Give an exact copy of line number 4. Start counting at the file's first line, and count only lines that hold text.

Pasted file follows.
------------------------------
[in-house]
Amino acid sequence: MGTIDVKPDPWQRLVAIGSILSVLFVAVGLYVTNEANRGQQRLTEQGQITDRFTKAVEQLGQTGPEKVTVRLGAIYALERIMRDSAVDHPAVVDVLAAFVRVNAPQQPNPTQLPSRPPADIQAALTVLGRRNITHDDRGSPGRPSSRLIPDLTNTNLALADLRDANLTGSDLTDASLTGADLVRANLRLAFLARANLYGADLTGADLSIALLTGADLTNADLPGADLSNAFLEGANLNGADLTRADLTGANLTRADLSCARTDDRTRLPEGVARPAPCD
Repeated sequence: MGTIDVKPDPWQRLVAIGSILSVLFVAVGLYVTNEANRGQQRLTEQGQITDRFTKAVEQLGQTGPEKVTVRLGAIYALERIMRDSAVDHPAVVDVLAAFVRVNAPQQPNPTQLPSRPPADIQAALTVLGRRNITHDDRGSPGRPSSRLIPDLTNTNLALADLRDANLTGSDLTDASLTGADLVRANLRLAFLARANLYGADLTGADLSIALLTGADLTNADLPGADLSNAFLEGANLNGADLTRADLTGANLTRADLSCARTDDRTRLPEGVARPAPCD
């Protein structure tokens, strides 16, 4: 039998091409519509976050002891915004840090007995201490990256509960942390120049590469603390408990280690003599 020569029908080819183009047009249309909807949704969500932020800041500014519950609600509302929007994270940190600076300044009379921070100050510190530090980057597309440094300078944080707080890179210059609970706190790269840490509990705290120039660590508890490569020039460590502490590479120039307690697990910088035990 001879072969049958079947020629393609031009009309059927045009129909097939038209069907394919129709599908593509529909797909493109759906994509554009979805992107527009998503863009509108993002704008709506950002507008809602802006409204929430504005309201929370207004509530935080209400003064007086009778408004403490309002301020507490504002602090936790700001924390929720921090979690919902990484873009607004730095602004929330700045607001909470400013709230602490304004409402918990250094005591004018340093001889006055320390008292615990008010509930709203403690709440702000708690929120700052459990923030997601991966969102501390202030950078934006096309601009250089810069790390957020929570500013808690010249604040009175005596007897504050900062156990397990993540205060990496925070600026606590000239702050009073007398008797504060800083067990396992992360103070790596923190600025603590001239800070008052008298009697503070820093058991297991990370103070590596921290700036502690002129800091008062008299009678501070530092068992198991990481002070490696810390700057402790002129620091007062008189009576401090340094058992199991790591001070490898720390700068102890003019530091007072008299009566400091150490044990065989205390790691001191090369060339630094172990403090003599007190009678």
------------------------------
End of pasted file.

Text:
């Protein structure tokens, strides 16, 4: 039998091409519509976050002891915004840090007995201490990256509960942390120049590469603390408990280690003599 020569029908080819183009047009249309909807949704969500932020800041500014519950609600509302929007994270940190600076300044009379921070100050510190530090980057597309440094300078944080707080890179210059609970706190790269840490509990705290120039660590508890490569020039460590502490590479120039307690697990910088035990 001879072969049958079947020629393609031009009309059927045009129909097939038209069907394919129709599908593509529909797909493109759906994509554009979805992107527009998503863009509108993002704008709506950002507008809602802006409204929430504005309201929370207004509530935080209400003064007086009778408004403490309002301020507490504002602090936790700001924390929720921090979690919902990484873009607004730095602004929330700045607001909470400013709230602490304004409402918990250094005591004018340093001889006055320390008292615990008010509930709203403690709440702000708690929120700052459990923030997601991966969102501390202030950078934006096309601009250089810069790390957020929570500013808690010249604040009175005596007897504050900062156990397990993540205060990496925070600026606590000239702050009073007398008797504060800083067990396992992360103070790596923190600025603590001239800070008052008298009697503070820093058991297991990370103070590596921290700036502690002129800091008062008299009678501070530092068992198991990481002070490696810390700057402790002129620091007062008189009576401090340094058992199991790591001070490898720390700068102890003019530091007072008299009566400091150490044990065989205390790691001191090369060339630094172990403090003599007190009678």